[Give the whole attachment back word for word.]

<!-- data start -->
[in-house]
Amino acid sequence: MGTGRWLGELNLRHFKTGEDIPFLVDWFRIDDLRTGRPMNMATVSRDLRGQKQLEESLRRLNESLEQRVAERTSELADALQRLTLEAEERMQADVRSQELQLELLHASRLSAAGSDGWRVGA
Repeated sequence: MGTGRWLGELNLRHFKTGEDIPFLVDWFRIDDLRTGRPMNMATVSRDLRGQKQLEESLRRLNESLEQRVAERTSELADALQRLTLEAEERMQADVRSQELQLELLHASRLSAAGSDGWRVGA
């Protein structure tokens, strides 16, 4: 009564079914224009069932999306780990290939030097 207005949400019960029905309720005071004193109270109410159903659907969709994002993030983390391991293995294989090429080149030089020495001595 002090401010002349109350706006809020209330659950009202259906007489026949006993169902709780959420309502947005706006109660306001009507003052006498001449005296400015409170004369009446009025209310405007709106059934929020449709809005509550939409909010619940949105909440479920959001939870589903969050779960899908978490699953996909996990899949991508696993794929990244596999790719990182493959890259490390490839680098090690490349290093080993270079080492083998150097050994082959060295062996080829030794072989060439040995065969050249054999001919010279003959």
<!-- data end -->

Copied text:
[in-house]
Amino acid sequence: MGTGRWLGELNLRHFKTGEDIPFLVDWFRIDDLRTGRPMNMATVSRDLRGQKQLEESLRRLNESLEQRVAERTSELADALQRLTLEAEERMQADVRSQELQLELLHASRLSAAGSDGWRVGA
Repeated sequence: MGTGRWLGELNLRHFKTGEDIPFLVDWFRIDDLRTGRPMNMATVSRDLRGQKQLEESLRRLNESLEQRVAERTSELADALQRLTLEAEERMQADVRSQELQLELLHASRLSAAGSDGWRVGA
């Protein structure tokens, strides 16, 4: 009564079914224009069932999306780990290939030097 207005949400019960029905309720005071004193109270109410159903659907969709994002993030983390391991293995294989090429080149030089020495001595 002090401010002349109350706006809020209330659950009202259906007489026949006993169902709780959420309502947005706006109660306001009507003052006498001449005296400015409170004369009446009025209310405007709106059934929020449709809005509550939409909010619940949105909440479920959001939870589903969050779960899908978490699953996909996990899949991508696993794929990244596999790719990182493959890259490390490839680098090690490349290093080993270079080492083998150097050994082959060295062996080829030794072989060439040995065969050249054999001919010279003959």